The Hazards of Mail-In Voting in Massachusetts [PHIL-OSOPHY]
State lawmakers voted to extend certain pandemic measures they felt were temporarily beneficial. I was stunned, however, to discover that the Senate made an attempt to include a rider to extend voting by mail indefinitely, but it was not a part of the final language the governor signed. Basically, this is a lucky break, and a second chance to nip in the bud the controversial free-for-all of voting by mail.
There may never be another chance to stop this new system of massive mail-in voting that will result in a higher rejection rate than votes cast in person. That means everyone's vote doesn't count. For just the primary election in 2020, over 18,000 Massachusetts voters had their ballots rejected.
Unquestionably, mail-in ballots are the most vulnerable to being forged, altered or stolen. Look at what happened in Patterson, New Jersey's municipal election, where local officials disallowed one in five ballots for everything from signatures on the ballots not matching the signatures of voters on file, to ballots not complying with the technical rules that apply to absentee ballots.
The New York Times correctly wrote back in 2012, "votes cast by mail are less likely to be counted, more likely to be contested than those cast in a voting booth." That assessment is just as true today as it was in 2012.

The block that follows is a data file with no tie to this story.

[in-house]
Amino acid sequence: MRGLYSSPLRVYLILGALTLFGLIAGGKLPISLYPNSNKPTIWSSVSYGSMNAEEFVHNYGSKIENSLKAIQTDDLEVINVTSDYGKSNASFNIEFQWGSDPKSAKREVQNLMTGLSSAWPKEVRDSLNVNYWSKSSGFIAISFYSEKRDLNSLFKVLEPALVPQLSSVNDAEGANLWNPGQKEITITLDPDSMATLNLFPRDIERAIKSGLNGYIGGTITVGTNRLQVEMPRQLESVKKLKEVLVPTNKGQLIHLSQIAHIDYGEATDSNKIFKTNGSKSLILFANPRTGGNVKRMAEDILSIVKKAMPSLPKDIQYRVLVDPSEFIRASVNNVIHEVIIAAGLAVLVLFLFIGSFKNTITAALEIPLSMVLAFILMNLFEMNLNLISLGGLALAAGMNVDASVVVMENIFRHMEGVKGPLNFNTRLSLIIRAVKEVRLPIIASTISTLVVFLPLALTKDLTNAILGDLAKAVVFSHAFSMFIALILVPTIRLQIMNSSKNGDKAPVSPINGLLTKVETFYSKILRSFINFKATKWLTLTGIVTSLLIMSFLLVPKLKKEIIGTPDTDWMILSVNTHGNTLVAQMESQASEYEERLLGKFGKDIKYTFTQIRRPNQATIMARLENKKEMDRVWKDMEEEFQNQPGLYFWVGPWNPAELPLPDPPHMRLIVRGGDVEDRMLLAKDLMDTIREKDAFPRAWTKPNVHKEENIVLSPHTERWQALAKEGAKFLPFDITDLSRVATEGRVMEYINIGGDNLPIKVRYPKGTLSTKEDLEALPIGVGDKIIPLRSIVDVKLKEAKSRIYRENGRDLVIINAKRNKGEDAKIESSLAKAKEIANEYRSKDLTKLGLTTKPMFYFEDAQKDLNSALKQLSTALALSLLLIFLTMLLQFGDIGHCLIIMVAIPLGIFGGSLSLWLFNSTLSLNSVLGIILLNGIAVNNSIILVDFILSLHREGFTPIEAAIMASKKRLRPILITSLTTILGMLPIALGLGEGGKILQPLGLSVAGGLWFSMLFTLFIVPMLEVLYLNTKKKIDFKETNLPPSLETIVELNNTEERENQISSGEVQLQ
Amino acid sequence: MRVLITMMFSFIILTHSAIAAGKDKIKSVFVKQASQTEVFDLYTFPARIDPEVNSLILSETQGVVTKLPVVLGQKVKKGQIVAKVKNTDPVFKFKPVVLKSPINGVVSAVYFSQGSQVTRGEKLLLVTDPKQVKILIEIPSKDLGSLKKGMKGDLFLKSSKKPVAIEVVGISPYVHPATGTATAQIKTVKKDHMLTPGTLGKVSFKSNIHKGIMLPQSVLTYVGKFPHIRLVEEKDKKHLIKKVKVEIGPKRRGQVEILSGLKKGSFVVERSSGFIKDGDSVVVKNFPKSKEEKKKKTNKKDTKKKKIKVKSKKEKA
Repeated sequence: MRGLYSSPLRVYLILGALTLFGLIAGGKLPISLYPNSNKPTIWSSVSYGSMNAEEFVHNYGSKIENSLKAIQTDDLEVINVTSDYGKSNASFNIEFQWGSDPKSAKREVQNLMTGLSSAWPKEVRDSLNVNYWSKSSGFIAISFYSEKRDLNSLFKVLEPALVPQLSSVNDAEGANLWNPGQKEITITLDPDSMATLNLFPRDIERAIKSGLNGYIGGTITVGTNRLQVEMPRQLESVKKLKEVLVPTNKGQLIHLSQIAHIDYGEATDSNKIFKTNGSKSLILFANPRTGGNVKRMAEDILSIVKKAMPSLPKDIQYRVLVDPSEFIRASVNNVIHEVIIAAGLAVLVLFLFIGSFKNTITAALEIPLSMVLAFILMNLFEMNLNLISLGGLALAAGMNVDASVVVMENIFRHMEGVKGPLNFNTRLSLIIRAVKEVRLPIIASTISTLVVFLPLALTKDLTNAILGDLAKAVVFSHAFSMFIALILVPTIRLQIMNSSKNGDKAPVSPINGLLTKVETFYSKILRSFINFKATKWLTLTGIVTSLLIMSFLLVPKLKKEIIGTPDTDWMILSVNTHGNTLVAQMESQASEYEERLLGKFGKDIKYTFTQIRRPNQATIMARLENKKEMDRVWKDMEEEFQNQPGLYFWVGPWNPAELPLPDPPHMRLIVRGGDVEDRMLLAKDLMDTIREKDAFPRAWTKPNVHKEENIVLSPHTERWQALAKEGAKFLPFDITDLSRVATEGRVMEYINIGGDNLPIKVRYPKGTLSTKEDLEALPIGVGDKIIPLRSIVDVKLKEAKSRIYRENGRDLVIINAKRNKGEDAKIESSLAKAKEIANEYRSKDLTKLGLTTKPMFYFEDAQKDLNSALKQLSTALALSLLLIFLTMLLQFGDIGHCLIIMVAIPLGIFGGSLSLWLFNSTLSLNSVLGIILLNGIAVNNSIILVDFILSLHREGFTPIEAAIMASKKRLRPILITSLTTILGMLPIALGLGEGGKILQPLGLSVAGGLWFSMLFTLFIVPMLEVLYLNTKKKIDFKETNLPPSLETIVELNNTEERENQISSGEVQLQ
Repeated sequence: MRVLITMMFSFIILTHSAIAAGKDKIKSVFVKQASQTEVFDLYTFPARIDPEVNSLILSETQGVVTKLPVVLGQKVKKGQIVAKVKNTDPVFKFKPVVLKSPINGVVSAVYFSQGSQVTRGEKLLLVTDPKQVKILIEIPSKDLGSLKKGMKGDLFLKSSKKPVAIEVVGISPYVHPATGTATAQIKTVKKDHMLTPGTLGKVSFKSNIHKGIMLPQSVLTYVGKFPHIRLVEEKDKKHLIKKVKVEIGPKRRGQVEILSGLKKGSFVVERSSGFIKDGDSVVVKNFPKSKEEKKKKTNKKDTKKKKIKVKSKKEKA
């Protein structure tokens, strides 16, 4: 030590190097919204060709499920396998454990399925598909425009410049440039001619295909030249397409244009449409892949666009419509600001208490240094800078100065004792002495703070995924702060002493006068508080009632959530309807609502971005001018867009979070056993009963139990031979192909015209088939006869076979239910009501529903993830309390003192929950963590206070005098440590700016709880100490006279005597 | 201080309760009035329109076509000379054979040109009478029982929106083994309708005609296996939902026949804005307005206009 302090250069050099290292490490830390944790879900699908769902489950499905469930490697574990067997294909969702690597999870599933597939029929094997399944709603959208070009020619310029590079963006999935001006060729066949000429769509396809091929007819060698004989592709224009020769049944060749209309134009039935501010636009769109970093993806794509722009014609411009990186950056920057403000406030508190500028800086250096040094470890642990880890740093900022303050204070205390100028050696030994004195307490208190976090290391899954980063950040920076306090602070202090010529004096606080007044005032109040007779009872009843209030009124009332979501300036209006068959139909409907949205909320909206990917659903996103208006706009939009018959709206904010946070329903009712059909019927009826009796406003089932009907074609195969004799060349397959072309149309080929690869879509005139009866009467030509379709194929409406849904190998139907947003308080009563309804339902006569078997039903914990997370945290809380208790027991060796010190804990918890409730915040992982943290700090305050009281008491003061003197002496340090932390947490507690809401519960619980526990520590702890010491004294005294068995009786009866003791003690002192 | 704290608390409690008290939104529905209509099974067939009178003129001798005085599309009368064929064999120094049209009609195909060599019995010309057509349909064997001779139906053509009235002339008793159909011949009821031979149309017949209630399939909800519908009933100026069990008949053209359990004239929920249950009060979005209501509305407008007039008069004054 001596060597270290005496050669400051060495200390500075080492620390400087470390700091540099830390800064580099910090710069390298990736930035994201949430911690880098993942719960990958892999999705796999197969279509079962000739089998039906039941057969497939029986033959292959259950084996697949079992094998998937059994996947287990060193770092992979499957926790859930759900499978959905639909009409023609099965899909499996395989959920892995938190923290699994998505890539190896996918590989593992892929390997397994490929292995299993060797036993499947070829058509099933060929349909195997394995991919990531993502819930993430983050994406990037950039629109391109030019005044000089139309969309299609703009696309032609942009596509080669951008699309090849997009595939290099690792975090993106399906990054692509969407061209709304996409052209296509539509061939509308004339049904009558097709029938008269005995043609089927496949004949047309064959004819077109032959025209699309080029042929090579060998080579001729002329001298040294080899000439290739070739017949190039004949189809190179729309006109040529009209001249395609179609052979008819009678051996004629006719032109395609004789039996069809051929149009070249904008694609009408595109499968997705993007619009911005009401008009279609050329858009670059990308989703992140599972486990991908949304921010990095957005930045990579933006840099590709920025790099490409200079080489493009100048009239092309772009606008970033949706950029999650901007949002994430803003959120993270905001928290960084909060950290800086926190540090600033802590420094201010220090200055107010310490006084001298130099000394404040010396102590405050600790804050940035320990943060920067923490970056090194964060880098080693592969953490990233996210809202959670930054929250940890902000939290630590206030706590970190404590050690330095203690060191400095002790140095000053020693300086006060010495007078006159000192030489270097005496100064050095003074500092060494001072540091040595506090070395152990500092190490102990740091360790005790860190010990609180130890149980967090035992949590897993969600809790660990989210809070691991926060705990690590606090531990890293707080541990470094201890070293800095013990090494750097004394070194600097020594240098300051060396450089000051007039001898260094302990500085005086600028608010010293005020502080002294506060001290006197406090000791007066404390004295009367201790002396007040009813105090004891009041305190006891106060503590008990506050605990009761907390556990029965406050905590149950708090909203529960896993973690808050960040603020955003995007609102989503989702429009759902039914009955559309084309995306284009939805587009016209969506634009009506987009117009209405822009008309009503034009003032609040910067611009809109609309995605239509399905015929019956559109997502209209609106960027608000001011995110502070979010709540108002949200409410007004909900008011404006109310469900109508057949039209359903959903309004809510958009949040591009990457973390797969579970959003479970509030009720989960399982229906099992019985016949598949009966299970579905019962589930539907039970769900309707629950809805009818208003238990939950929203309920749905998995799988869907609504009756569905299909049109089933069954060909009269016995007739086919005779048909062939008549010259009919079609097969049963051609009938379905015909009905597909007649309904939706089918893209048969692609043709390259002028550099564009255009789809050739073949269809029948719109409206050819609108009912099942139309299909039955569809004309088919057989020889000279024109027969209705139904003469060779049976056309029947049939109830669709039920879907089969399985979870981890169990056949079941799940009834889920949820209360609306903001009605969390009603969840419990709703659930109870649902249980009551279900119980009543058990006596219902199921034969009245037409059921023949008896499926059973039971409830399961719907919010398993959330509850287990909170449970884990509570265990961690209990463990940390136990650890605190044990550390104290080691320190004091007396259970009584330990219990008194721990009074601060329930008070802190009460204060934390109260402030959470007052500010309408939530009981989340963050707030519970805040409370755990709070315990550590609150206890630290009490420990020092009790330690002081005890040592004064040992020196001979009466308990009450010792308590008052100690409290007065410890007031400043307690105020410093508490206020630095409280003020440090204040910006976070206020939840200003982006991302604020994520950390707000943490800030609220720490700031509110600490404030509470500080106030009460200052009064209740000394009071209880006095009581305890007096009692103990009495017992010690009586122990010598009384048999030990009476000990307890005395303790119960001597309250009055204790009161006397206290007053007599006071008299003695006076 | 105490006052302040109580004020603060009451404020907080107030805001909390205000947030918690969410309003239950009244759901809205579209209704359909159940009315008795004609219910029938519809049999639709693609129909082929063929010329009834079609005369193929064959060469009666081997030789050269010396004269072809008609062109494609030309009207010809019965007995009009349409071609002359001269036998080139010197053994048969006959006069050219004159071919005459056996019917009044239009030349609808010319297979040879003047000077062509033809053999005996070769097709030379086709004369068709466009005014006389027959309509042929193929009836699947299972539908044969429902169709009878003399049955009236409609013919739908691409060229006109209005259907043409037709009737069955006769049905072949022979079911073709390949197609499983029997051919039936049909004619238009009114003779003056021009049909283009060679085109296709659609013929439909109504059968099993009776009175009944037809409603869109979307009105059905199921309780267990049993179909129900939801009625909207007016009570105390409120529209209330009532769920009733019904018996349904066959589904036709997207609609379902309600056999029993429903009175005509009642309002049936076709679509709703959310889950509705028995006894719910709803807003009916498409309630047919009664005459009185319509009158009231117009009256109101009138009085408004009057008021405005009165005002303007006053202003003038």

The tried-and-true absentee ballot request system has worked perfectly well for many decades. I'm an advocate for our absentee system, where you request a ballot be sent to you. I do have a problem, however, with millions of ballots being mailed out to people who've moved away or who've passed on. There's a big difference between a massive bulk mailing and requesting a ballot be sent to you.
Regardless of why vote by mail didn't make it for the governor to sign, the Senate will probably return to this in the future as a standalone piece of legislation. But in the meantime, if you agree with my viewpoints, then take a moment to call on Governor Charlie Baker, Senator Mark Montigny and the area legislators not to make voting by mail permanent.
Phil Paleologos is the host of The Phil Paleologos Show on 1420 WBSM New Bedford. He can be heard weekdays from 6 a.m. to 10 a.m. Contact him at firstname.lastname@example.org and follow him on Twitter @PhilPaleologos. The opinions expressed in this commentary are solely those of the author.